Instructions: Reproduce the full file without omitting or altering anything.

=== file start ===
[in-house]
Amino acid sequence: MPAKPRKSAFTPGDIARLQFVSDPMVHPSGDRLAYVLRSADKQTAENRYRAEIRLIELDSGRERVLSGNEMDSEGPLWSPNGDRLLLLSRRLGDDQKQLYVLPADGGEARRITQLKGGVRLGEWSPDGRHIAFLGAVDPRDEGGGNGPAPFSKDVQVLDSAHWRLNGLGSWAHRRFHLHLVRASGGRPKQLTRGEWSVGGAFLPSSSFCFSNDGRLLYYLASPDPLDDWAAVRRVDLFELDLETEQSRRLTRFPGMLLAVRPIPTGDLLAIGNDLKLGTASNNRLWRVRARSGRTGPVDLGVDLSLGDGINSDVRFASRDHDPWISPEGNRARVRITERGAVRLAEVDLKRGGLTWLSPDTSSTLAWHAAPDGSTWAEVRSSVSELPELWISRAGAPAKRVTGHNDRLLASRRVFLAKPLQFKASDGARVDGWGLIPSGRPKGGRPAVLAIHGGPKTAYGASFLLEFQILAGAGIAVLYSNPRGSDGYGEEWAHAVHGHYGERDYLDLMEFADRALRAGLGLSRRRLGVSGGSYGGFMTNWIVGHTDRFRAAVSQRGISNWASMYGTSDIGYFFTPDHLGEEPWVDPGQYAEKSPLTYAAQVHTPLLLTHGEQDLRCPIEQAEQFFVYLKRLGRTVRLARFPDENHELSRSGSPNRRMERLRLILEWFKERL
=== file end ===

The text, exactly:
[in-house]
Amino acid sequence: MPAKPRKSAFTPGDIARLQFVSDPMVHPSGDRLAYVLRSADKQTAENRYRAEIRLIELDSGRERVLSGNEMDSEGPLWSPNGDRLLLLSRRLGDDQKQLYVLPADGGEARRITQLKGGVRLGEWSPDGRHIAFLGAVDPRDEGGGNGPAPFSKDVQVLDSAHWRLNGLGSWAHRRFHLHLVRASGGRPKQLTRGEWSVGGAFLPSSSFCFSNDGRLLYYLASPDPLDDWAAVRRVDLFELDLETEQSRRLTRFPGMLLAVRPIPTGDLLAIGNDLKLGTASNNRLWRVRARSGRTGPVDLGVDLSLGDGINSDVRFASRDHDPWISPEGNRARVRITERGAVRLAEVDLKRGGLTWLSPDTSSTLAWHAAPDGSTWAEVRSSVSELPELWISRAGAPAKRVTGHNDRLLASRRVFLAKPLQFKASDGARVDGWGLIPSGRPKGGRPAVLAIHGGPKTAYGASFLLEFQILAGAGIAVLYSNPRGSDGYGEEWAHAVHGHYGERDYLDLMEFADRALRAGLGLSRRRLGVSGGSYGGFMTNWIVGHTDRFRAAVSQRGISNWASMYGTSDIGYFFTPDHLGEEPWVDPGQYAEKSPLTYAAQVHTPLLLTHGEQDLRCPIEQAEQFFVYLKRLGRTVRLARFPDENHELSRSGSPNRRMERLRLILEWFKERL